Erick Aybar, SS, Los Angeles Angels
Like Hill, Aybar is a very unsexy name. As evidence of that, Aybar is being drafted 13th among shortstops despite the fact that he finished 7th at the position per our end-of-season rankings. Aybar has been basically the same guy for the last few years with the exception being that his steal total sits in the teens now as opposed to the twenties. His batting average and home run totals have remained very steady, and his run and RBI totals ticked back up last year as he swung at more pitches in the zone and fewer pitches outside the zone. He’s on the wrong side of 30 now, which is a decent enough reason to fade him. But Steamer expects him to be just a slightly lesser version of what he has last year, which makes for a top 10 fantasy shortstop. If you don’t like the top options at short, it’s not a bad idea to wait until close to pick 200 and take Aybar if his current ADP holds.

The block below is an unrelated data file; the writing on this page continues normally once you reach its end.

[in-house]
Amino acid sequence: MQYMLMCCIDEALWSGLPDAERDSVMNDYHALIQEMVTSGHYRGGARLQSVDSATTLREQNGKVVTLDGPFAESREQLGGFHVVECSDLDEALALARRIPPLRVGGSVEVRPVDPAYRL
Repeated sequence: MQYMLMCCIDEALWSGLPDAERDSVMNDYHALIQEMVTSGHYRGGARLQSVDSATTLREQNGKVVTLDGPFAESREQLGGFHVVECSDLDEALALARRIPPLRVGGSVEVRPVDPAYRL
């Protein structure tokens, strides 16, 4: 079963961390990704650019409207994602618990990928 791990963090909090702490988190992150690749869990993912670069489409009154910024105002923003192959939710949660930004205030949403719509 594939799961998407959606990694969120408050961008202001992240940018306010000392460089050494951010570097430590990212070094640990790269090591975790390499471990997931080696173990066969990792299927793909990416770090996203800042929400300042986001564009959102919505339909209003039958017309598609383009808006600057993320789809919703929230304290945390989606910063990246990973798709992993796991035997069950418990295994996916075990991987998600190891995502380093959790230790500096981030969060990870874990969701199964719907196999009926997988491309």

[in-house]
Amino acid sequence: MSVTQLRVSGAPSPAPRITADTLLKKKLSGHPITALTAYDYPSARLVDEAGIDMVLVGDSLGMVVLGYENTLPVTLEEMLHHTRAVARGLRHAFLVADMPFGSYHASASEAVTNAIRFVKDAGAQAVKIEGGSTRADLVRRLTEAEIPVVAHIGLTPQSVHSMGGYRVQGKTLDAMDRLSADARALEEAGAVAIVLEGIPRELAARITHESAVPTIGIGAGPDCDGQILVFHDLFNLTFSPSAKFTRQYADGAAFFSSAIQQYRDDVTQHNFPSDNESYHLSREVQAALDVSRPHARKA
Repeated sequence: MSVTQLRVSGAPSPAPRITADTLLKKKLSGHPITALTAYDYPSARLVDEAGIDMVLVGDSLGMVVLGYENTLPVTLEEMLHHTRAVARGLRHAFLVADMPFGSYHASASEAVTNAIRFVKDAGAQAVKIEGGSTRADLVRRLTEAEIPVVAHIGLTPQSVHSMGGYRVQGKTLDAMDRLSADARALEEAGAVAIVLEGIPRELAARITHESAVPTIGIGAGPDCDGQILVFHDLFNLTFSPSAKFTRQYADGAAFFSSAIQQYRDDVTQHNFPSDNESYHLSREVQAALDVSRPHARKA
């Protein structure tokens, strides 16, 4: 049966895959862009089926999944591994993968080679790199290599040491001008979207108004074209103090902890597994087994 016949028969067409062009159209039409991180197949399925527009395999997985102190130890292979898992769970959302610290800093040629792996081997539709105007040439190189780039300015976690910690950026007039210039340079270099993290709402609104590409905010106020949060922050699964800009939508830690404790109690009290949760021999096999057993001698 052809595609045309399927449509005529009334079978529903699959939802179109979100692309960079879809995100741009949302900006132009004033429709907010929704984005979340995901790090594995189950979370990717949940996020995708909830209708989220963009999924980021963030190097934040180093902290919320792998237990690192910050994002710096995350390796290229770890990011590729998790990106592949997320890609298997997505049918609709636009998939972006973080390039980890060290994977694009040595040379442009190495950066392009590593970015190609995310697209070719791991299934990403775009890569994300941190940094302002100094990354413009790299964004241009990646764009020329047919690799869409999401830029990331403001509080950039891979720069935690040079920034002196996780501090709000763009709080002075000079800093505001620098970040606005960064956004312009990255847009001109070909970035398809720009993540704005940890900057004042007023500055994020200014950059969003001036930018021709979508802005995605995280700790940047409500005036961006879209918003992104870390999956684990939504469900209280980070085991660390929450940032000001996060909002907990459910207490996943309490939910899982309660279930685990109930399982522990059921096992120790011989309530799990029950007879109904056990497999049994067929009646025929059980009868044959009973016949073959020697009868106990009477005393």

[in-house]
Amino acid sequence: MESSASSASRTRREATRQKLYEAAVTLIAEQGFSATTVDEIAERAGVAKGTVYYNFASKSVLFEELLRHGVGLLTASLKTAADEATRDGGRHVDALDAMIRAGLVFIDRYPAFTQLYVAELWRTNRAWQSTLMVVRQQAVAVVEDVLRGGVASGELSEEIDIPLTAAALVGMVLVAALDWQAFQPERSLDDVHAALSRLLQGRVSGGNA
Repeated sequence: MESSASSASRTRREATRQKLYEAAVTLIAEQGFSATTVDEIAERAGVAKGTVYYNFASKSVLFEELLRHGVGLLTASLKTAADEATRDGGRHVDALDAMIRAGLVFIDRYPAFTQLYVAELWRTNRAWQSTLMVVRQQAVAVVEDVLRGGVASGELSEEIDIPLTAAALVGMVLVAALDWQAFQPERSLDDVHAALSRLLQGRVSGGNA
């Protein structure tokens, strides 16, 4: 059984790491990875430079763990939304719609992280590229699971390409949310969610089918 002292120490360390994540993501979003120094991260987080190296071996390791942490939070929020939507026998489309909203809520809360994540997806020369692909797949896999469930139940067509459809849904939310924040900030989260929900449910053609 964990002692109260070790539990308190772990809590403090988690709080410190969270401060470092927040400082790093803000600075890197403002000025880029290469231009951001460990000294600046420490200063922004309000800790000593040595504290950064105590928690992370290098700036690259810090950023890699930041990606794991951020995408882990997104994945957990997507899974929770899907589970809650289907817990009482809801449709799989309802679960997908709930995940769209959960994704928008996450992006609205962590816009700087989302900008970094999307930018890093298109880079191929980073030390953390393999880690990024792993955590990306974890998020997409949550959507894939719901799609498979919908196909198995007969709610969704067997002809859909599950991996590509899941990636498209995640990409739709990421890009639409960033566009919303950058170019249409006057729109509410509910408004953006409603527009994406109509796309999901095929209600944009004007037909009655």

Oswaldo Arcia, OF, Minnesota Twins
There’s no doubt that Arcia has power. He hit 20 home runs in just 410 PA last year, and his .220 ISO ranked 19th among the 209 hitters with 400+ PA. The problem is that he swings and misses far too much. Among those same 209 hitters Arcia had the 23rd highest Swing%, 25th highest O-Swing% and second highest SwStr%. As a result he struck out in 31% of his plate appearances, which is exactly the rate at which he struck out in 378 PA in 2013. Despite now having 788 PA with a 31% K%, Steamer is projecting Arcia to strike out in only 25.8% of his plate appearances this year. In addition, Steamer is projecting him to maintain a plus-.200 ISO over 539 PA, which makes him a top 40 outfielder in Steamer’s estimation. Drafters are obviously a bit dubious as he’s going 57th at the position. As far as the improvement in strikeout rate goes, we do know that young hitters, on average, improve their plate discipline numbers, while things like ISO and BABIP almost immediately begin to decline. For that reason I’ll buy the fact that Arcia can get his K% under 30%, although a drop all the way down to 25.8% is a little hard to believe. But given how scarce power is these days and given the minimal cost to acquire Arcia, I think he’s worth a shot.